"These worlds co-existed, but one was hidden in plain sight. They never collided until today," said Steve Blank, a serial tech entrepreneur and Stanford University lecturer who has studied Silicon Valley history.

The valley's leading Internet companies say they supply user information only in response to specific legal demands. Google, Facebook, Apple and Yahoo have all said they review government data requests carefully and reject those that don't follow the law. In recent days, they have pressed the government for permission to disclose more about those requests, so they can reassure customers that they aren't handing over information on a broad scale.

Silicon Valley's relationship with the federal government is complex: Companies such as Google, Facebook and Apple are frequently scrutinized by regulators for compliance with antitrust and consumer protection laws. And the tech industry pours millions of dollars into lobbying on legislation and policies that affect it.

Civil liberties activists worry that those interactions, especially the threat of regulatory action, make it all the more difficult for tech companies to resist when the National Security Agency or FBI come asking for customer data.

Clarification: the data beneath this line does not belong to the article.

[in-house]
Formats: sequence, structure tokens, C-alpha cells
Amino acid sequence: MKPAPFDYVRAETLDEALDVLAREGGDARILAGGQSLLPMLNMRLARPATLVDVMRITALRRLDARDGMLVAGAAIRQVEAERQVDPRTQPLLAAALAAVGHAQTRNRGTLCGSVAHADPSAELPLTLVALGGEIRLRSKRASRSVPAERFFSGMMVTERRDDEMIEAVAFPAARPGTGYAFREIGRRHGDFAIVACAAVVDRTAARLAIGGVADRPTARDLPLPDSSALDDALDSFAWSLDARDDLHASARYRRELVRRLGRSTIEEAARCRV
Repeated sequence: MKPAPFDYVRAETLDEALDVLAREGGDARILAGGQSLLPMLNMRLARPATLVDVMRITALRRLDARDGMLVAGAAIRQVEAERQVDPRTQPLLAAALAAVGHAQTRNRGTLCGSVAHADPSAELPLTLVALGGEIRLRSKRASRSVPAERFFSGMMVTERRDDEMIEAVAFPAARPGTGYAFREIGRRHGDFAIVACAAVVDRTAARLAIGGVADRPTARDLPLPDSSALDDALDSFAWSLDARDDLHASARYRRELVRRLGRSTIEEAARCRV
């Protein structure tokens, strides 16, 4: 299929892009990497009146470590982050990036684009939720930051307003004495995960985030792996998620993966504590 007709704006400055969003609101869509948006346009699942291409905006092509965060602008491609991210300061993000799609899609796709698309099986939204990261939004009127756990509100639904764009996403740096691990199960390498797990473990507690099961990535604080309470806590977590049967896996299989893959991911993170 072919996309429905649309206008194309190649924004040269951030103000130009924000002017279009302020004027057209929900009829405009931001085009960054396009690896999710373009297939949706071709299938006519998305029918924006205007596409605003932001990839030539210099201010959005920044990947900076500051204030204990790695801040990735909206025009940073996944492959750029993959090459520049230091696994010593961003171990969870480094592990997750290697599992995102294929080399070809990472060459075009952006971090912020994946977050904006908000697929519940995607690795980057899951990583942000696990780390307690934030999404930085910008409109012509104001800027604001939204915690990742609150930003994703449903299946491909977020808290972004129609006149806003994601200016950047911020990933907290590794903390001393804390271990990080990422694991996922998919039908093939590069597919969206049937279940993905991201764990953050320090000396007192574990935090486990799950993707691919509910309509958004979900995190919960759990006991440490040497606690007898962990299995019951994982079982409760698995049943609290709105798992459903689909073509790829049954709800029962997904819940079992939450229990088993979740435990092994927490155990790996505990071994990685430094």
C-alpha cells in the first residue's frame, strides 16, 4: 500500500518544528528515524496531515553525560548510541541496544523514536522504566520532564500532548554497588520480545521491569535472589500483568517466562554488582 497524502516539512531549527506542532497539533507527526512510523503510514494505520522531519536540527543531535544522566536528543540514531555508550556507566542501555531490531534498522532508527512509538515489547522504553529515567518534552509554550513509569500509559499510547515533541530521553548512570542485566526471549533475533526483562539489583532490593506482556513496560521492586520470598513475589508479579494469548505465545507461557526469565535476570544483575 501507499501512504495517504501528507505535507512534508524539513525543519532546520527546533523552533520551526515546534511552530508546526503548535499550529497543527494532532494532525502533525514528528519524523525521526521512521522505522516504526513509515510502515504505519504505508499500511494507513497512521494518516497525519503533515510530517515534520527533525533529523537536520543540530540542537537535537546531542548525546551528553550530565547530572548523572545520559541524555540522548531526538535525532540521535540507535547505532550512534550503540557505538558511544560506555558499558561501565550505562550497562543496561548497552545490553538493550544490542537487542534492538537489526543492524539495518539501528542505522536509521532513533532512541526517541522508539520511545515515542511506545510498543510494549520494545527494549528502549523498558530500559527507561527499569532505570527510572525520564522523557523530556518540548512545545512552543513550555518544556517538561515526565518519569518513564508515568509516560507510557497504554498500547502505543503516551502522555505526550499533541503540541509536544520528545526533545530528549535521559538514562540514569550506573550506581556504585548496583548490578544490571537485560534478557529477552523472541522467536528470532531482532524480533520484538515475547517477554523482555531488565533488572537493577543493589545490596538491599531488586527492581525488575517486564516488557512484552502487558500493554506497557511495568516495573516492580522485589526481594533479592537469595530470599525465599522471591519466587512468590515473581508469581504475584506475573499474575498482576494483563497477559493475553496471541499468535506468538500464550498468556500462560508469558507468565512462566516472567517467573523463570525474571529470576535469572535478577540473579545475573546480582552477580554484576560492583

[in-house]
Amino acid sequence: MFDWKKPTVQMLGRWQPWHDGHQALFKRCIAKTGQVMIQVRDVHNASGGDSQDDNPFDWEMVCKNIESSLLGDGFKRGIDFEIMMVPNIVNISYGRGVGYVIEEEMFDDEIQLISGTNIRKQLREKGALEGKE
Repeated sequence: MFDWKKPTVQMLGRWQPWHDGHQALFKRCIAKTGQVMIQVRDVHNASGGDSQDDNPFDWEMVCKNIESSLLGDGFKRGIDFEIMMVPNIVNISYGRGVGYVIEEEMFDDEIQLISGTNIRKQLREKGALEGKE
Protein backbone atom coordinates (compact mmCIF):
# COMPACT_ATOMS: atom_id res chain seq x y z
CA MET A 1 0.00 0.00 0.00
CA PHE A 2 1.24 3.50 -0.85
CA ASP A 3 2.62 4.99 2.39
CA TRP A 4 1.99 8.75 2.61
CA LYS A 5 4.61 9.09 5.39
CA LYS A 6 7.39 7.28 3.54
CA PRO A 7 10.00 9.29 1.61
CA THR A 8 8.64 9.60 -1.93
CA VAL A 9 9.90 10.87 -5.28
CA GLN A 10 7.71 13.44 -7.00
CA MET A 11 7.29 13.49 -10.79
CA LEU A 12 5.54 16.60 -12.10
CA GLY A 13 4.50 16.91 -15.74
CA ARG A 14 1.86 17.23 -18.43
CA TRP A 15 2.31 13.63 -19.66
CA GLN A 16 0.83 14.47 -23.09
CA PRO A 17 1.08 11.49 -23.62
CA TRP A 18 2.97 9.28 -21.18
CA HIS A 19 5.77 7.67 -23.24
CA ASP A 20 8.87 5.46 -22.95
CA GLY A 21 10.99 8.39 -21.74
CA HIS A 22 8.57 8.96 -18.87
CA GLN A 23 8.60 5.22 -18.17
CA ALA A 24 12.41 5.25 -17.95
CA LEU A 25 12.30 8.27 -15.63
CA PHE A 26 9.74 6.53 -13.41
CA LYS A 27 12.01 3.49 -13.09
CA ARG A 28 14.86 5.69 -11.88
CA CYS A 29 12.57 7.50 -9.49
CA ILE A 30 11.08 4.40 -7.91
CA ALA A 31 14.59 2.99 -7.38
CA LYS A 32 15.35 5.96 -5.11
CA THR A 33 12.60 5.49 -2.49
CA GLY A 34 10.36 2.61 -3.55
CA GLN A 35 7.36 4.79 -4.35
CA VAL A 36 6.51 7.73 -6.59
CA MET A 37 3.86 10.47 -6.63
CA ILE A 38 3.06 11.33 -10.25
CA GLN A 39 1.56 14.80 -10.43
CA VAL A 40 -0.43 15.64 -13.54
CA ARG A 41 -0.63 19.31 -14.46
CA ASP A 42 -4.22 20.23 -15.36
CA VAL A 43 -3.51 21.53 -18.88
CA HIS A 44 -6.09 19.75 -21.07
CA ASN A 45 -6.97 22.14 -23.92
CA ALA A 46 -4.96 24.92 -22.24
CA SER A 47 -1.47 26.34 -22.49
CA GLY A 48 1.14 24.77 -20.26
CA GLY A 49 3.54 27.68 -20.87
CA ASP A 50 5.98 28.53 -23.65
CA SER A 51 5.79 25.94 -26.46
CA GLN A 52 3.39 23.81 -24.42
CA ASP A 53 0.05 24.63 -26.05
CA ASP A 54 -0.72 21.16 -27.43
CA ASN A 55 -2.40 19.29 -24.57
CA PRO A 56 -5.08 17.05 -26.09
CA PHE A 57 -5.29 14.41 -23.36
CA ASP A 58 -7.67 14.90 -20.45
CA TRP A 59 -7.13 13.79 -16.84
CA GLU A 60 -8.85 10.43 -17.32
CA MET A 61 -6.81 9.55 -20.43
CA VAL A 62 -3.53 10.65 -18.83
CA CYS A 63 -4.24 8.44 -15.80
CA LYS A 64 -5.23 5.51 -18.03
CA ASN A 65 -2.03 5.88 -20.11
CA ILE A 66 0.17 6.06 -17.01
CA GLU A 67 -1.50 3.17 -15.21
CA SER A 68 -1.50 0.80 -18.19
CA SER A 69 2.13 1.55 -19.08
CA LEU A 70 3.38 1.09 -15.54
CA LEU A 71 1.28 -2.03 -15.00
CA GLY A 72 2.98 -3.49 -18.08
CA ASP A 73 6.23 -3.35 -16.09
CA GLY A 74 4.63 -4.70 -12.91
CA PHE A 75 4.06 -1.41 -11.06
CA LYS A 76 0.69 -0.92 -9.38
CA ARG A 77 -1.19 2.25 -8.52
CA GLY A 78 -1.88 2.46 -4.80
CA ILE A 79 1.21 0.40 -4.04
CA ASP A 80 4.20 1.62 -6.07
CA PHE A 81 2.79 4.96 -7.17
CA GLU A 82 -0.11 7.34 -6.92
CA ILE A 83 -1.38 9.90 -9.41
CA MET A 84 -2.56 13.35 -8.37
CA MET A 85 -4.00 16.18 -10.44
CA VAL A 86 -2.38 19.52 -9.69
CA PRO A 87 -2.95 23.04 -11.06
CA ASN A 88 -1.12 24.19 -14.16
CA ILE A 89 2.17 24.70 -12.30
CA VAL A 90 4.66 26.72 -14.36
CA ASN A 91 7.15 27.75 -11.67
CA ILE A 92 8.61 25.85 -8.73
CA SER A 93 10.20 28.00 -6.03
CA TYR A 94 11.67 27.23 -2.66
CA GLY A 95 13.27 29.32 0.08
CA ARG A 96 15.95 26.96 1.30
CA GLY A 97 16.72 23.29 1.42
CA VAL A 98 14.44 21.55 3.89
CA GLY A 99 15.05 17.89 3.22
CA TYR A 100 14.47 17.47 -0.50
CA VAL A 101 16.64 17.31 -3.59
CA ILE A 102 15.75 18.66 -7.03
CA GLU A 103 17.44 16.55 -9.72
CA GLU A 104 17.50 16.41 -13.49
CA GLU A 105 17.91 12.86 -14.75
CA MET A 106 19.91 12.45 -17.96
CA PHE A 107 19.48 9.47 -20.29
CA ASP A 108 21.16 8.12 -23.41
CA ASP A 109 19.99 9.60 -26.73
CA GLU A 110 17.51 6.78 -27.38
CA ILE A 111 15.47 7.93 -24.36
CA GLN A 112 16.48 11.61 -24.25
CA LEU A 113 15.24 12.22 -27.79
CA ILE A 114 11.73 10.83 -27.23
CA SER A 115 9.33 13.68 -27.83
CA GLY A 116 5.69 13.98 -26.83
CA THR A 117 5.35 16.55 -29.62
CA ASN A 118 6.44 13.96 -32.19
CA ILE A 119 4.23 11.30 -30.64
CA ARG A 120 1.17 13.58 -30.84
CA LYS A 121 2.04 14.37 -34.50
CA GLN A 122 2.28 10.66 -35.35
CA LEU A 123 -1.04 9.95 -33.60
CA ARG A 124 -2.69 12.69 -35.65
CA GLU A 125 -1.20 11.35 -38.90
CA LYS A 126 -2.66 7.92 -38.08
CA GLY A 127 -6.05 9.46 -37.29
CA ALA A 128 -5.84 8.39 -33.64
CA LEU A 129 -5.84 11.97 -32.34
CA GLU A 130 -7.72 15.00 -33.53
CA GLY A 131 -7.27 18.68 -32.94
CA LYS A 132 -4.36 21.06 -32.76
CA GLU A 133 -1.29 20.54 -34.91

"The government has its thumb on their rate of return for investment," said attorney Shayana Kadidal of the nonprofit Center for Constitutional Rights. "They have no incentive to fight the government back on any of this stuff."

Others note that at least one company fought a secret legal battle to challenge information requests made under the Foreign Intelligence Surveillance Act, or FISA, which governs Prism. The name of the company, which lost its appeal in the federal court that handles FISA matters, has been classified. But The New York Times, citing unnamed sources, has reported it was Yahoo.

The court's 2008 ruling in that case sent a strong message to other Internet companies that future legal challenges would be difficult, said Mark Rumold, an attorney with the Electronic Frontier Foundation.

Prism is not the only instance where authorities have used a Silicon Valley company's products to collect information. Networking equipment-maker Cisco, for example, says it's legally required to build a technical feature known as "lawful intercept" capability into some of the products it sells to phone and cable providers, so their systems can be accessible to court-ordered wiretaps by police or other authorities.

Tech companies have also collaborated voluntarily with U.S. authorities in areas such as computer security. In recent years, Intel's McAfee unit and other security firms have shared information and advised government officials about computer viruses and other malicious Internet attacks.

The , in turn, has provided access to some of its knowledge on the subject: A few years ago, according to Bloomberg News, U.S. authorities gave Google co-founder Sergey Brin a top-secret briefing on a Chinese army unit that was linked to an attack on Google's network.